Thursday, March 23, 2006

Sentencing Poll Part 2

Thanks very much to everyone who voted in the poll - at nearly 600 replies that's a decent sample, albeit a sample of blog readers. The percentages remained remarkably consistent from the start, with about two-thirds of people plumping for the sentence that we actually passed. About a quarter wanted supervision without the big stick of suspended prison, but the common theme was the need for treatment, coupled with a greater or lesser emphasis on punishment.

Points:- I was surprised at the lack of enthusiasm for unpaid work (although that may be my fault for the way I presented the original post) because benches often consider that to be the next step down the ladder of punishment from a prison sentence. The handful who went for a conditional discharge would very likely have been criticised for under-sentencing and the clerk would have had a duty to point out case law and sentencing practice when the bench checked its sentence for legality.

My main point is that I think this is one of the rare instances where the informed public pitches its sentence below that of some practising magistrates. I am working on pure hunch here, but I suspect that quite a few benches, possibly as many as a quarter, would, while appreciating the man's problems, feel obliged to sentence the offence and not the offender and send the man directly inside. There is a perfectly valid argument that the public expect to see anyone in this position imprisoned, and that it would be a proper deterrent. For myself, I fall on the rehabilitation side of the fence, but that doesn't mean that I am right, nor that my more punitive colleagues are wrong. Making a judgement is what we are there to do, after all.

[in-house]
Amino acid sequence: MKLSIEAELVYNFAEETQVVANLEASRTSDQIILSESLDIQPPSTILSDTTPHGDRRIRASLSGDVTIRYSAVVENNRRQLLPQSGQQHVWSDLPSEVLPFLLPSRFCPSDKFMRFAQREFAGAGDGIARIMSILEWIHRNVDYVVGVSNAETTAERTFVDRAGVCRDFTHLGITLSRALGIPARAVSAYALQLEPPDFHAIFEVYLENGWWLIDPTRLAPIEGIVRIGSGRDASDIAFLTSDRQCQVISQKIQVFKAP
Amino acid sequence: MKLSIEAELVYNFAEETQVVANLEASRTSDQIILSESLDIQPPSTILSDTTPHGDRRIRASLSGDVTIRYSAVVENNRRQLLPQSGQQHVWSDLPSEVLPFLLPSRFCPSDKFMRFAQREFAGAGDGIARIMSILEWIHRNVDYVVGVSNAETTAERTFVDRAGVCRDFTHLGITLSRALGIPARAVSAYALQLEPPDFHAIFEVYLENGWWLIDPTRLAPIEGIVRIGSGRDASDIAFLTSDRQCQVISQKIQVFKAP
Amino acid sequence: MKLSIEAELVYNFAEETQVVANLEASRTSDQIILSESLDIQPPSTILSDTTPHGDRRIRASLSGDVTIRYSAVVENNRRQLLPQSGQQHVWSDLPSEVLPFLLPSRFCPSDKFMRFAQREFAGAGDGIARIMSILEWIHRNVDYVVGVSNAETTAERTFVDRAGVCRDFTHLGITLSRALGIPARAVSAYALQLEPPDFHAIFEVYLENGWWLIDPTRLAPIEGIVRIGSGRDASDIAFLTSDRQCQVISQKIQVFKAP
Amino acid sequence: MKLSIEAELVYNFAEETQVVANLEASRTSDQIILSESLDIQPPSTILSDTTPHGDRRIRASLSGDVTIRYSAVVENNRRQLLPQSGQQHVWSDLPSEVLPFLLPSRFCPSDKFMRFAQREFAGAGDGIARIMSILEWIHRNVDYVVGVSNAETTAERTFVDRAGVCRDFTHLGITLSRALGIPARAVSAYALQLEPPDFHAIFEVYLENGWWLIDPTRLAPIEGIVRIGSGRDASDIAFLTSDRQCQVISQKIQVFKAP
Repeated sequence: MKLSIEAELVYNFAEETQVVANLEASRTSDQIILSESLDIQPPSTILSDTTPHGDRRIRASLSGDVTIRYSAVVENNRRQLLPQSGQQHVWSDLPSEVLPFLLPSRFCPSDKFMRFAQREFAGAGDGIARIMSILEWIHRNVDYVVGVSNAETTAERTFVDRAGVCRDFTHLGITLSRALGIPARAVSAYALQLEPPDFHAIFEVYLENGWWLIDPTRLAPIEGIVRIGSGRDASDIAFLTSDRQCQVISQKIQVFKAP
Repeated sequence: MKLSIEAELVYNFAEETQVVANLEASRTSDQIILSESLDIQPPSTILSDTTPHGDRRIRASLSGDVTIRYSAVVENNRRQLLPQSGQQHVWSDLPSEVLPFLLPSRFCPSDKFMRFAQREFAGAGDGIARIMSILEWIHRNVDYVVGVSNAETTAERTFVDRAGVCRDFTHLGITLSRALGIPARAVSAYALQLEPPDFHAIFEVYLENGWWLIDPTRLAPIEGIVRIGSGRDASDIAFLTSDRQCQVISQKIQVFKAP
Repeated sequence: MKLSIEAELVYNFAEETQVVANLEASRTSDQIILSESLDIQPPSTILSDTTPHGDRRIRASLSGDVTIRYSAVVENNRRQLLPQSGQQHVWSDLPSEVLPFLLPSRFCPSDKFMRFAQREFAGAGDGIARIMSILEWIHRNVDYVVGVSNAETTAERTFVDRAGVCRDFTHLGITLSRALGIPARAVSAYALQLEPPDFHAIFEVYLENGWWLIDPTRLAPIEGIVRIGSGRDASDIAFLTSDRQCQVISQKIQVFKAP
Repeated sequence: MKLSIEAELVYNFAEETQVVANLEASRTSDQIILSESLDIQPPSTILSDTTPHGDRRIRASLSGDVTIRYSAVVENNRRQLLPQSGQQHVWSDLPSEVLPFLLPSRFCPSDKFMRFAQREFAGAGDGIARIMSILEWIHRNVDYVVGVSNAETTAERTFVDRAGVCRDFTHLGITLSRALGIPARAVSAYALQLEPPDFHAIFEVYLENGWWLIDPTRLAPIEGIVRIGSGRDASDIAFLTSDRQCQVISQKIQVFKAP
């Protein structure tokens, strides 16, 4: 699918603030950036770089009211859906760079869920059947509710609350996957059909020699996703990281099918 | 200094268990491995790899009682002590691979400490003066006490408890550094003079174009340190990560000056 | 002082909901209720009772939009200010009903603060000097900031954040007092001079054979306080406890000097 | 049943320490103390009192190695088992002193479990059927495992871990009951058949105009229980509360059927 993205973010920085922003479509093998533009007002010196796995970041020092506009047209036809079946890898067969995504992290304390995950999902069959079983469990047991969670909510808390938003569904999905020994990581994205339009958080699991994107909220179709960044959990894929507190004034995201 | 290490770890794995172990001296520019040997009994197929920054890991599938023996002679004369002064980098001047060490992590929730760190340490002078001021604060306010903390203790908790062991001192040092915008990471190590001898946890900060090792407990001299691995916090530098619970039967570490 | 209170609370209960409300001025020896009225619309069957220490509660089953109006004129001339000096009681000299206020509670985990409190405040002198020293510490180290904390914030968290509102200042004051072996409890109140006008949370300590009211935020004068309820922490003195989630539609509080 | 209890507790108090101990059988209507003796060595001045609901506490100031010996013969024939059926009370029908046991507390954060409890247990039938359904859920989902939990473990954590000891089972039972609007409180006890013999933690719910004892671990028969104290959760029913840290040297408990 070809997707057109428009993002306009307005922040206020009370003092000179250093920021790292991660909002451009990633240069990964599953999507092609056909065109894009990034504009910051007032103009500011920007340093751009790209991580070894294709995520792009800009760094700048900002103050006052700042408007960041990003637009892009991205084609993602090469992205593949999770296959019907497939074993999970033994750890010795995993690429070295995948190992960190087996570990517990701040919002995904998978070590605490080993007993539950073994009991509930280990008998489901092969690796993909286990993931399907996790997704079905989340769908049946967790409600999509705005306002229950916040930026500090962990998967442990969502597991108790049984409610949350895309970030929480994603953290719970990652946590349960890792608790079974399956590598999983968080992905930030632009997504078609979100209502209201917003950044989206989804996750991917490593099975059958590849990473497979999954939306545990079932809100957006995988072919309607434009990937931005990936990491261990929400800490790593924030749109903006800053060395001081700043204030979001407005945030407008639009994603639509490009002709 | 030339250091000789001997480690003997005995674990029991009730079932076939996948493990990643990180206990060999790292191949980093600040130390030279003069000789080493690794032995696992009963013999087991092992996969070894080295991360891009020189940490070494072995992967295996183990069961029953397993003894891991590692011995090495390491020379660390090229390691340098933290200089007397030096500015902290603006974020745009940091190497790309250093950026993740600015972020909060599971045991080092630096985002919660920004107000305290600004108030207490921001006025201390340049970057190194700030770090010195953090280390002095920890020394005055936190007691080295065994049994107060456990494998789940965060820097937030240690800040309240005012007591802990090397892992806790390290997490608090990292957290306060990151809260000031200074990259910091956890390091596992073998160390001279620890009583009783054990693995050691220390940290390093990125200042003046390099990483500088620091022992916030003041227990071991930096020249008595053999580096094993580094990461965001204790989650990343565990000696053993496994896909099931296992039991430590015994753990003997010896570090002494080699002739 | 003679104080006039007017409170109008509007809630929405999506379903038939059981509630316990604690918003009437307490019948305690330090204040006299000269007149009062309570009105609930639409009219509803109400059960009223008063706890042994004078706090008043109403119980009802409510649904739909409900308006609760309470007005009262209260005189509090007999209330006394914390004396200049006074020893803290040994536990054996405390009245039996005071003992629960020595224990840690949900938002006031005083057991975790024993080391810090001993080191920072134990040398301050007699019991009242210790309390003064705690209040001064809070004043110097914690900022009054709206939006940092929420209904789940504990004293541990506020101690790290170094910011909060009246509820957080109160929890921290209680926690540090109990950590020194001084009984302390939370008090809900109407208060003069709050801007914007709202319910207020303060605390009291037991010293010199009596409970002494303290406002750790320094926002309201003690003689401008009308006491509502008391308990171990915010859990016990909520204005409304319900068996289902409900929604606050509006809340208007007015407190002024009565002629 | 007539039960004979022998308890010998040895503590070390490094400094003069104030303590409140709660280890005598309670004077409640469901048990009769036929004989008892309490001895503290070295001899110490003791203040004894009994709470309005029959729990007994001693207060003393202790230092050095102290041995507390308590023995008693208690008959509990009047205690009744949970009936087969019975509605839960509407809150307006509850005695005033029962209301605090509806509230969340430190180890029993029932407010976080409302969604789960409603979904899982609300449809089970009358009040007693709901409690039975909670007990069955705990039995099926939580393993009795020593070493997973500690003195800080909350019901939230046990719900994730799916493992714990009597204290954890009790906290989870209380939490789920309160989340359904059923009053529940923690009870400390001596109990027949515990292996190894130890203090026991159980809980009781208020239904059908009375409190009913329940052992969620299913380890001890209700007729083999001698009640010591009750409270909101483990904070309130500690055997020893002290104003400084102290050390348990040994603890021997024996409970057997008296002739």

No comments:

Post a Comment

Posts are pre-moderated. Please bear with us if this takes a little time, but the number of bores and obsessives was getting out of hand, as were the fake comments advertising rubbish.